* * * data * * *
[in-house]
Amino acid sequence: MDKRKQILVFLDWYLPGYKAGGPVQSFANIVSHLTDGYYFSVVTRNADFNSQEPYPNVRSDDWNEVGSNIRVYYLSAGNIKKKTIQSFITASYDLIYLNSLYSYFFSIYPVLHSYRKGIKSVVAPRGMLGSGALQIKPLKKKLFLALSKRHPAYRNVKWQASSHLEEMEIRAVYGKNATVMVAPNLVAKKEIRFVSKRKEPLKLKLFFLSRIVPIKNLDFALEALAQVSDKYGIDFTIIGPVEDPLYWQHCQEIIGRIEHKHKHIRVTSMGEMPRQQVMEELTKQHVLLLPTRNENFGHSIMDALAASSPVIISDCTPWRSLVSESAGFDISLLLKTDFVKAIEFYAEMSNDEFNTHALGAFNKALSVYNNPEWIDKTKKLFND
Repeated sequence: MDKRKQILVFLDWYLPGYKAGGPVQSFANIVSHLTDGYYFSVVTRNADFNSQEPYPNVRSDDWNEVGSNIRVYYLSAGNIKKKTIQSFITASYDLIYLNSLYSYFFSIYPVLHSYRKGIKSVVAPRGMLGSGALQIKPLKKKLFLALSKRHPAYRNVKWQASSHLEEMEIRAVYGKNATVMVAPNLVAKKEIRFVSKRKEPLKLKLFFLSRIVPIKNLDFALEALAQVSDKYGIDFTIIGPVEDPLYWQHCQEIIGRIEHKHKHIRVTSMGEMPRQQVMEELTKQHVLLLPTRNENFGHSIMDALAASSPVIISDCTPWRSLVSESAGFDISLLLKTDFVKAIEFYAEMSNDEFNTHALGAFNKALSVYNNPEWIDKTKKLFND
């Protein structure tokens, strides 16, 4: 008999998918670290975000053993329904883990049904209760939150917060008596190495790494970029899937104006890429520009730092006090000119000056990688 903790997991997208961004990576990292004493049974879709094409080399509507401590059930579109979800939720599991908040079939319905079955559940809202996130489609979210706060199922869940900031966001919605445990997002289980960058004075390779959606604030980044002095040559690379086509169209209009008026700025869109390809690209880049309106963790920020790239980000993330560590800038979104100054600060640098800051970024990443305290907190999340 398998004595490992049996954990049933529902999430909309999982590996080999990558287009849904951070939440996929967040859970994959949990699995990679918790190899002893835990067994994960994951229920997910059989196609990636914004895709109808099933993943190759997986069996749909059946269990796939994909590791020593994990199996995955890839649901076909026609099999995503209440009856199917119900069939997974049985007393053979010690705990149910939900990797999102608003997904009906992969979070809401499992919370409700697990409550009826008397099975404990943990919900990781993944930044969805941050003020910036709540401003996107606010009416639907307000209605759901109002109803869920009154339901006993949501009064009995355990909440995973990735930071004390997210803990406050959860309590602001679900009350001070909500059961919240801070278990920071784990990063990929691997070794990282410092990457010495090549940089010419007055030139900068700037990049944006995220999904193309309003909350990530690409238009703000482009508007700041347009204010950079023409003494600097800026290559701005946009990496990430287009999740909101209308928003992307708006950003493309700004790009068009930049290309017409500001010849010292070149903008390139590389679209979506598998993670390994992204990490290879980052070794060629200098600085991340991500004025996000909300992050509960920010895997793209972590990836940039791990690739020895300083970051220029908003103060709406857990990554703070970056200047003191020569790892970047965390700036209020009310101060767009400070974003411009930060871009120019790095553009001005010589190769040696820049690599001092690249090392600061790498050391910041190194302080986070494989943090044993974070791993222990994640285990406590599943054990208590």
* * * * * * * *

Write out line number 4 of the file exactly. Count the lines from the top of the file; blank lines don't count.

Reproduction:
């Protein structure tokens, strides 16, 4: 008999998918670290975000053993329904883990049904209760939150917060008596190495790494970029899937104006890429520009730092006090000119000056990688 903790997991997208961004990576990292004493049974879709094409080399509507401590059930579109979800939720599991908040079939319905079955559940809202996130489609979210706060199922869940900031966001919605445990997002289980960058004075390779959606604030980044002095040559690379086509169209209009008026700025869109390809690209880049309106963790920020790239980000993330560590800038979104100054600060640098800051970024990443305290907190999340 398998004595490992049996954990049933529902999430909309999982590996080999990558287009849904951070939440996929967040859970994959949990699995990679918790190899002893835990067994994960994951229920997910059989196609990636914004895709109808099933993943190759997986069996749909059946269990796939994909590791020593994990199996995955890839649901076909026609099999995503209440009856199917119900069939997974049985007393053979010690705990149910939900990797999102608003997904009906992969979070809401499992919370409700697990409550009826008397099975404990943990919900990781993944930044969805941050003020910036709540401003996107606010009416639907307000209605759901109002109803869920009154339901006993949501009064009995355990909440995973990735930071004390997210803990406050959860309590602001679900009350001070909500059961919240801070278990920071784990990063990929691997070794990282410092990457010495090549940089010419007055030139900068700037990049944006995220999904193309309003909350990530690409238009703000482009508007700041347009204010950079023409003494600097800026290559701005946009990496990430287009999740909101209308928003992307708006950003493309700004790009068009930049290309017409500001010849010292070149903008390139590389679209979506598998993670390994992204990490290879980052070794060629200098600085991340991500004025996000909300992050509960920010895997793209972590990836940039791990690739020895300083970051220029908003103060709406857990990554703070970056200047003191020569790892970047965390700036209020009310101060767009400070974003411009930060871009120019790095553009001005010589190769040696820049690599001092690249090392600061790498050391910041190194302080986070494989943090044993974070791993222990994640285990406590599943054990208590």